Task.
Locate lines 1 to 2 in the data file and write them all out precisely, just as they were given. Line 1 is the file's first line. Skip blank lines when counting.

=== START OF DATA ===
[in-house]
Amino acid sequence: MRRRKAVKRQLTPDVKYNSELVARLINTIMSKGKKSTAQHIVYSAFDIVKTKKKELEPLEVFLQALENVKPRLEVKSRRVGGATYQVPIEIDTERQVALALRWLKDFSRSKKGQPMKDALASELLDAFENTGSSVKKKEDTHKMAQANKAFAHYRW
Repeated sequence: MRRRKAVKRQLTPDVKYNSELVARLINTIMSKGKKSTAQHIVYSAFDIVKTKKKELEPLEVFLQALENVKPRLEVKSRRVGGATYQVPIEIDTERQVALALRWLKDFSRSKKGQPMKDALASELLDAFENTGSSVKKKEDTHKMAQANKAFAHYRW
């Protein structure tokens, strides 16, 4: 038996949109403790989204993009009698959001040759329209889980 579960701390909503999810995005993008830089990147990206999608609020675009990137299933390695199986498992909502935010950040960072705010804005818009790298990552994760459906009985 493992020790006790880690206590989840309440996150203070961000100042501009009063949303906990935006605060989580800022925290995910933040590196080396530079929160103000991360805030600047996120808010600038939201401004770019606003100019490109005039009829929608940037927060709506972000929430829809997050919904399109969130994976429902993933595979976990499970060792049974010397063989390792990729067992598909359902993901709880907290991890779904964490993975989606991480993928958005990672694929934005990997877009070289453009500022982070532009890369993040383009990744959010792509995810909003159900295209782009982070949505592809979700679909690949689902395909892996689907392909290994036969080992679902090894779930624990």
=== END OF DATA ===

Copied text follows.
[in-house]
Amino acid sequence: MRRRKAVKRQLTPDVKYNSELVARLINTIMSKGKKSTAQHIVYSAFDIVKTKKKELEPLEVFLQALENVKPRLEVKSRRVGGATYQVPIEIDTERQVALALRWLKDFSRSKKGQPMKDALASELLDAFENTGSSVKKKEDTHKMAQANKAFAHYRW